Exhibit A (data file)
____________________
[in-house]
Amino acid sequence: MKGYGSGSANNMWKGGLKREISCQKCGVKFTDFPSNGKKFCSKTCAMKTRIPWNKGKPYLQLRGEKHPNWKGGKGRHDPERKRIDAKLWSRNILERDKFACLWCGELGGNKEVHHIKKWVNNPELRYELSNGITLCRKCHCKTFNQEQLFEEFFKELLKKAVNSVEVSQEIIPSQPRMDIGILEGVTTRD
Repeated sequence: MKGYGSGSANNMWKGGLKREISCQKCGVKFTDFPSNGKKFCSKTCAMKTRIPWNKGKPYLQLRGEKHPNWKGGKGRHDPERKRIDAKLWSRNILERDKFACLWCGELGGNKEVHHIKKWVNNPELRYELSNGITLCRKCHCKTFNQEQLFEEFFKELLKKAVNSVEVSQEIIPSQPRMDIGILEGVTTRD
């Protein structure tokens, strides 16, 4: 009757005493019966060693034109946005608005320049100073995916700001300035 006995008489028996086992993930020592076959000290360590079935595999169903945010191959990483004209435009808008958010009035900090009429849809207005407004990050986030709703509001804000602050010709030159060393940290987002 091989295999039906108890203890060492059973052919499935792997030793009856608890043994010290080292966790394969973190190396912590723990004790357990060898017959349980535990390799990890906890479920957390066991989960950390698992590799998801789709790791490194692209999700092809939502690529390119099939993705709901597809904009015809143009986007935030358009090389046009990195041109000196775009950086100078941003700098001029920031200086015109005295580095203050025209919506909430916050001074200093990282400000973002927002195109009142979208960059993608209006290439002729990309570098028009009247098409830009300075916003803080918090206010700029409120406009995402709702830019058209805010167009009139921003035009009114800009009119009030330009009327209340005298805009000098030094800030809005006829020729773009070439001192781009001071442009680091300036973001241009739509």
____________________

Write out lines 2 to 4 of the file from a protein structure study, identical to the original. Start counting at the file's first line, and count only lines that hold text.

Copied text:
Amino acid sequence: MKGYGSGSANNMWKGGLKREISCQKCGVKFTDFPSNGKKFCSKTCAMKTRIPWNKGKPYLQLRGEKHPNWKGGKGRHDPERKRIDAKLWSRNILERDKFACLWCGELGGNKEVHHIKKWVNNPELRYELSNGITLCRKCHCKTFNQEQLFEEFFKELLKKAVNSVEVSQEIIPSQPRMDIGILEGVTTRD
Repeated sequence: MKGYGSGSANNMWKGGLKREISCQKCGVKFTDFPSNGKKFCSKTCAMKTRIPWNKGKPYLQLRGEKHPNWKGGKGRHDPERKRIDAKLWSRNILERDKFACLWCGELGGNKEVHHIKKWVNNPELRYELSNGITLCRKCHCKTFNQEQLFEEFFKELLKKAVNSVEVSQEIIPSQPRMDIGILEGVTTRD
């Protein structure tokens, strides 16, 4: 009757005493019966060693034109946005608005320049100073995916700001300035 006995008489028996086992993930020592076959000290360590079935595999169903945010191959990483004209435009808008958010009035900090009429849809207005407004990050986030709703509001804000602050010709030159060393940290987002 091989295999039906108890203890060492059973052919499935792997030793009856608890043994010290080292966790394969973190190396912590723990004790357990060898017959349980535990390799990890906890479920957390066991989960950390698992590799998801789709790791490194692209999700092809939502690529390119099939993705709901597809904009015809143009986007935030358009090389046009990195041109000196775009950086100078941003700098001029920031200086015109005295580095203050025209919506909430916050001074200093990282400000973002927002195109009142979208960059993608209006290439002729990309570098028009009247098409830009300075916003803080918090206010700029409120406009995402709702830019058209805010167009009139921003035009009114800009009119009030330009009327209340005298805009000098030094800030809005006829020729773009070439001192781009001071442009680091300036973001241009739509």